FOR most of the past week, I’ve been trying to follow the Medias Kings tournament that was going on in Romania. The first time I heard about this tournament, I thought it would be an interesting event, seeing how the organisers had invited some of the top players in the world to compete.
Leading the pack of six players in this double round-robin event was the Norwegian grandmaster, Magnus Carlsen, who is currently the second highest rated player. Then there was Russia’s Sergey Karyakin who was once the youngest grandmaster in the world, and still an immensely talented player.
Also in the field were Vasily Ivanchuk, the Ukrainian grandmaster who has climbed back to being No.5 in the world, top American grandmaster Hikaru Nakamura, who had won the strong Wijk aan Zee tournament earlier this year, and Azerbaijan grandmaster Teimour Radjabov, who had recently competed in the Candidates elimination tournament.
Of course, this event being held in Romania meant that there would also be a place for a Romanian in the tournament, and it fell to Liviu-Dieter Nisipeanu to complete the sextet of players. Nisipeanu isn’t very well-known but he is not unknown either. In 1999, he made it to the semi-finals of the FIDE world chess championship, and six years ago, he won the European individual chess championship.
But former successes count for nothing in this Medias Kings tournament, as Nisipeanu, the lowest rated player in the field of six, found himself outclassed by most of his rivals. Most of his rivals, that is, except one. If not for Ivanchuk’s form, Nisipeanu could have found this tournament an embarrassment. Ivanchuk was so listless that I got the impression that his mind was elsewhere and that he was in Romania only to fulfil an obligation to compete.
However, the Ukrainian grandmaster was not the only disappointment of the tournament. Broadly, I found the whole event rather below my expectations and uninspiring. Still, there were some redeeming moments, such as in this game below, which was played in the fifth round.
Vasily Ivanchuk – Sergey Karyakin
1.e4 e5 2.Nf3 Nc6 3.Bc4 Bc5 4.c3 Nf6 5.d3 0-0 6.0-0 d6 7.h3 (In case you are wondering what the players are up to, they are playing an ultra slow variation of the Guioco Piano. In my opinion, a not very inspiring choice except that soon, I was surprised by the exciting direction that the game was going to turn.) 7…Ne7 8.Re1 Ng6 (Even Black has the luxury to waste two moves in relocating his knight to a presumably better square on g6.)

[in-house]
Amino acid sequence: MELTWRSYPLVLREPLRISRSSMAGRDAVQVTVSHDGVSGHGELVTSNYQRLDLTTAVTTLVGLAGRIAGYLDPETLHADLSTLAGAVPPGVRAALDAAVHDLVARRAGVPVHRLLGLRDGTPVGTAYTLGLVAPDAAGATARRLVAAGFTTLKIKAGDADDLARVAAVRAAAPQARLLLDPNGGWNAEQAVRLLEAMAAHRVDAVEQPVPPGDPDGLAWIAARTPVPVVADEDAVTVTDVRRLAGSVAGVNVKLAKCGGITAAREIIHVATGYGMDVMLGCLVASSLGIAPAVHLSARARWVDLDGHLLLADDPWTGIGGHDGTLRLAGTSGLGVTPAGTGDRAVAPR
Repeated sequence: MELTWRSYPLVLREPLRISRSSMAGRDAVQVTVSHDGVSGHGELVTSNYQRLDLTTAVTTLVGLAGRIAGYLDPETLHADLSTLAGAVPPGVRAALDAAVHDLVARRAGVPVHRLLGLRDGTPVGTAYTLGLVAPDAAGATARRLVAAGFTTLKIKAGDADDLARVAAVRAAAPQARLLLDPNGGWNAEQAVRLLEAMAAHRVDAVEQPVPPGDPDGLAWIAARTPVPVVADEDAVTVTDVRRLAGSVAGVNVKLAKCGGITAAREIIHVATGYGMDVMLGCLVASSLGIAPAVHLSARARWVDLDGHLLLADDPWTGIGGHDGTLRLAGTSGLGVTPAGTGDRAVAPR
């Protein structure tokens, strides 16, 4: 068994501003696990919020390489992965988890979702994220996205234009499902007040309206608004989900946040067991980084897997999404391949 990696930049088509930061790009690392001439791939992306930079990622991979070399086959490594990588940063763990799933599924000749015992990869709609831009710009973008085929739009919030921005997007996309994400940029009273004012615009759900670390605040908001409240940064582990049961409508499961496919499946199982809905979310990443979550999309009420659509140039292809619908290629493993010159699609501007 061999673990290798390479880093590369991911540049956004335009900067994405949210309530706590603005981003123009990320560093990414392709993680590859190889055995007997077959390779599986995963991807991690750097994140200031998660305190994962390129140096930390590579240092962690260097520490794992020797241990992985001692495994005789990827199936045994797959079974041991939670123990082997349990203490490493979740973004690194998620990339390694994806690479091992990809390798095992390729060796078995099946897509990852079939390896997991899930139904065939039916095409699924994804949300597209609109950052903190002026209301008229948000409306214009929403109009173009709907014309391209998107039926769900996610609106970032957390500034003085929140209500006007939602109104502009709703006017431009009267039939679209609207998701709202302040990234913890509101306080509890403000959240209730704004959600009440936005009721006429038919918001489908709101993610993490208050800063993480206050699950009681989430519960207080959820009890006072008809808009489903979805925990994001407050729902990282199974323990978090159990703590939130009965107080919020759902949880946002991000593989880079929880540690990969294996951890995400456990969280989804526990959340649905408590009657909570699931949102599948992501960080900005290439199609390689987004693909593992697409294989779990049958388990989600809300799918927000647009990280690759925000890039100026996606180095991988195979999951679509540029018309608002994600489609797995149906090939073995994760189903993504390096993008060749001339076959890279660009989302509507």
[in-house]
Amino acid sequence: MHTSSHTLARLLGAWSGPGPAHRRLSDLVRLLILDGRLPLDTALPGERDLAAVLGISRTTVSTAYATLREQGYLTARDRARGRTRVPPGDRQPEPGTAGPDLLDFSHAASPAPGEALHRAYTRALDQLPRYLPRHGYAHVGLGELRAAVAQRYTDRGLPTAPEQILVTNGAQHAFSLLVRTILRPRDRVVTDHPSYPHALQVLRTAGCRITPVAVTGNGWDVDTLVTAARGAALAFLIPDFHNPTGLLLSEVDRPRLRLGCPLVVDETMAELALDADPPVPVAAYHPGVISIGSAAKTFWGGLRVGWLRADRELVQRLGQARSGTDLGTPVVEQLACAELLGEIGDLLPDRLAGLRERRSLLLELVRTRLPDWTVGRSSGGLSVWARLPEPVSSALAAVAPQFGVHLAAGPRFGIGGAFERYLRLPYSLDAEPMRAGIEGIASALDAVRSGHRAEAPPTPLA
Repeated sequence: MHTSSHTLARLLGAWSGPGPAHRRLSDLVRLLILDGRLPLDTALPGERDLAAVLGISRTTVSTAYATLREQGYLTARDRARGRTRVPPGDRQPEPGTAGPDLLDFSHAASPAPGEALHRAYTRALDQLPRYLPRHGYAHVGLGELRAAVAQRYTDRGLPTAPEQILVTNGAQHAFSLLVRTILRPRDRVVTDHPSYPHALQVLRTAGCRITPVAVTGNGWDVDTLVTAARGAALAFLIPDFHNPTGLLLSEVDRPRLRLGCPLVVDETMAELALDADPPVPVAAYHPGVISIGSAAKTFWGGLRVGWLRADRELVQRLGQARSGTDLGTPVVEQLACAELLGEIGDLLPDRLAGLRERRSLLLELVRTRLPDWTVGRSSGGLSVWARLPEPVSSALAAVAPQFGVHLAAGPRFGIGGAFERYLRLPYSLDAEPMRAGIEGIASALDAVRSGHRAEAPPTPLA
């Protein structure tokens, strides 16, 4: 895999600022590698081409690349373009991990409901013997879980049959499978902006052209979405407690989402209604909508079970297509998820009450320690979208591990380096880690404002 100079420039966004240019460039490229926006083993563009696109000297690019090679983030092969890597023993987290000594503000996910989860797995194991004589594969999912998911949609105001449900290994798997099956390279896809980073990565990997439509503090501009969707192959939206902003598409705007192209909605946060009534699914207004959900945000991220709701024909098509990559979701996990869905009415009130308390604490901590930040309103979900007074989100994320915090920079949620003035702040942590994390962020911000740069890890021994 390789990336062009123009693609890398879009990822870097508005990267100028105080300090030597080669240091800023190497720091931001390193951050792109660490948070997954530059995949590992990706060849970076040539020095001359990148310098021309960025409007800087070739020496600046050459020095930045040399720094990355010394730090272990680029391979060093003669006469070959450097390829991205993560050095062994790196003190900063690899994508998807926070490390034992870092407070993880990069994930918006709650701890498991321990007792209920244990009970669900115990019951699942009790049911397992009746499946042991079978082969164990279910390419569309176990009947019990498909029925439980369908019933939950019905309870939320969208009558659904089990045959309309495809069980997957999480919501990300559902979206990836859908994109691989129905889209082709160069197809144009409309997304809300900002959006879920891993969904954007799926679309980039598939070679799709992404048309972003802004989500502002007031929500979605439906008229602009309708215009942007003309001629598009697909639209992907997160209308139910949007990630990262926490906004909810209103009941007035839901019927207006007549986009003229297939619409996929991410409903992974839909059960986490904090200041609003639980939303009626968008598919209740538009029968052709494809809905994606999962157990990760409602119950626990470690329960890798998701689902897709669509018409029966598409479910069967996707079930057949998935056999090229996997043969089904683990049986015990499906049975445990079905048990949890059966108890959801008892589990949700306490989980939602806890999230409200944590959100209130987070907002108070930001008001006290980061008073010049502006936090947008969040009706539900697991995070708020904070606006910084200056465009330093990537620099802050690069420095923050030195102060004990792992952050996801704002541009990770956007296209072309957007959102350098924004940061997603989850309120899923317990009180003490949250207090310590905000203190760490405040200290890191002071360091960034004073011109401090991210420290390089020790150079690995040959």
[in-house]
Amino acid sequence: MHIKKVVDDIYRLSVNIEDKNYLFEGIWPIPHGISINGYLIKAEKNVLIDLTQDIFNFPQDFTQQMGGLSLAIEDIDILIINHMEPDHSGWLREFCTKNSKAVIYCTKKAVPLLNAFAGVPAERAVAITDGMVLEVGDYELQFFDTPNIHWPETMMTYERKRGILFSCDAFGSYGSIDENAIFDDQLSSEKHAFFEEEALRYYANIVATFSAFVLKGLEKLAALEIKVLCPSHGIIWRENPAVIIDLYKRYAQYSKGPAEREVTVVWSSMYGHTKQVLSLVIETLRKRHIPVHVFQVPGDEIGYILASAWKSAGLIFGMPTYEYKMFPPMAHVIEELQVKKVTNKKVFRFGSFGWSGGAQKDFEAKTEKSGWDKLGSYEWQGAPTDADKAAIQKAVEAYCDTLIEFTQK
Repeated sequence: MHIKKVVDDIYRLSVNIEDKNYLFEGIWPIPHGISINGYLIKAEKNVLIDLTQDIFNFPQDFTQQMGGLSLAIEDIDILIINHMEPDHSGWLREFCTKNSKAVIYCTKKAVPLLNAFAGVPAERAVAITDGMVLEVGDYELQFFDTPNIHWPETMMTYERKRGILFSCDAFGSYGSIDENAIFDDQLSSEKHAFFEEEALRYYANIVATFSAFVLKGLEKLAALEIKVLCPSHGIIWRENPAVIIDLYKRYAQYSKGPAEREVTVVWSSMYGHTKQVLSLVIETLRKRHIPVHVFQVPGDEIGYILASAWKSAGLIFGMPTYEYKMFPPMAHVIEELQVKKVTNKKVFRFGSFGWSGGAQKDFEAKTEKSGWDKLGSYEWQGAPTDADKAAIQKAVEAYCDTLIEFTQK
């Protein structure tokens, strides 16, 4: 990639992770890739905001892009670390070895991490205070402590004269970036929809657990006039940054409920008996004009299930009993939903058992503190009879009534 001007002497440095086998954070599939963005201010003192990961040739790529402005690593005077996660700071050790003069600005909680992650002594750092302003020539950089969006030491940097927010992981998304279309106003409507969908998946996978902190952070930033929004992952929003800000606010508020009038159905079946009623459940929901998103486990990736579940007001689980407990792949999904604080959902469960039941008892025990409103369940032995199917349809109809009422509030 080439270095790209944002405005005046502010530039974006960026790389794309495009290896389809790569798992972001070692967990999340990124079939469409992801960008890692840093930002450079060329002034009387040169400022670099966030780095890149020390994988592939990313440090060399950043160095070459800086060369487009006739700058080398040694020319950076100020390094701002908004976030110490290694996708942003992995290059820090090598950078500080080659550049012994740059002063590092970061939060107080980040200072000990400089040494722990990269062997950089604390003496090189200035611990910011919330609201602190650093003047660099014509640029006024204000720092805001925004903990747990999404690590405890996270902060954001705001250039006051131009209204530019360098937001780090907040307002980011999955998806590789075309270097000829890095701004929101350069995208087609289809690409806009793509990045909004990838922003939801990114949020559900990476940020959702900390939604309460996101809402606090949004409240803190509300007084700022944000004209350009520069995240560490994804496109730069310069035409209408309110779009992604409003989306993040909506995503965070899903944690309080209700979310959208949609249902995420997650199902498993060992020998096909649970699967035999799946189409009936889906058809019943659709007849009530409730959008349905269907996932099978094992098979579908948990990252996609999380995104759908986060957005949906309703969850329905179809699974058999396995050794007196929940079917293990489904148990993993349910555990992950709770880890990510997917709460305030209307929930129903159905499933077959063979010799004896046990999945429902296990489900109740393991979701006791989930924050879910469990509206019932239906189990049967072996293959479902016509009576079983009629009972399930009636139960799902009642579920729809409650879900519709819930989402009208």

9.Nbd2 c6 10.Nf1 d5 (By allowing this centre pawn thrust, White indirectly admits that Black has already equalized.) 11.exd5 Nxd5 12.Ng3 (White cannot win the e5-pawn by 12.Nxe5 Nxe5 13.Rxe5 because of 13…Bxf2+ and the bishop cannot be captured due to the queen check on f6.) 12…h6 13.Bb3 Re8 14.Bd2 (I really don’t know. Until here, White’s game looked passive to me. Wouldn’t 14.d5 be a better choice?) 14…Bb6 15.Qc2 Be6 16.Rad1 (White continues to play mechanically but with this move, he totally cuts off his queen from the main playground which is the kingside. But then, 16.Nxe5 is still not possible because of 16…Nxe5 17.Rxe5 Bxf2+, etc) 16…Bxh3! (See Diagram 1)
(Black does not miss the opportunity. After this sacrifice, White is in deep trouble. Capturing the bishop loses, for example, 17.gxh3 Qf6 18.Kg2 Nh4+ 19.Nxh4 Qxf2+ 20.Kh1 Qxg3 and threatens checkmate next with …Qxh3.) 17. c4 Ndf4 18.c5 Nxg2 19.cxb6 Qf6 20.Nh2 Nxe1 21.Rxe1 axb6 (Only a miracle can save White now. Despite the recent pieces exchanges, Black hasn’t let up on his attack on the white king. The position is close to winning.)
22.Bc3 Be6 23.Re3 Nf4 24.Rf3 Qh4 25.Bd2 Bg4 26.Qc4 Be6 (With this move, Black exchanges off the bishop and removes possible counter-threats against his f7-square.) 27.Qc2 Bxb3 28.Qxb3 Re6 29.a3 (White cannot afford to allow the black rook to capture the a2 pawn which would then expose his king to a back rank mating attack.) 29…Rae8 30.Qb4 (White tries to keep control of the e1 square but it is useless. Note that 30.Qxb6 loses to 30…Qh3 31.Bxf4 exf4 32.Rxf4 Re1+ 33.Nhf1 Rxf1+ 34.Nxf1 Re1) 30…Rf6 31.Qe4 Ree6 32.Ne2 (See Diagram 2)
(With his next move, Black signals his readiness to simplify into a winning endgame.) 32…Nxe2+ 33.Qxe2 Rxf3 34.Qxf3 Rg6+ 35.Kh1 Rf6 36.Qg3 Qxg3 37.fxg3 Rd6 (Faced with the prospect of losing a fourth pawn to Black, White decided to give up the game.) 0–1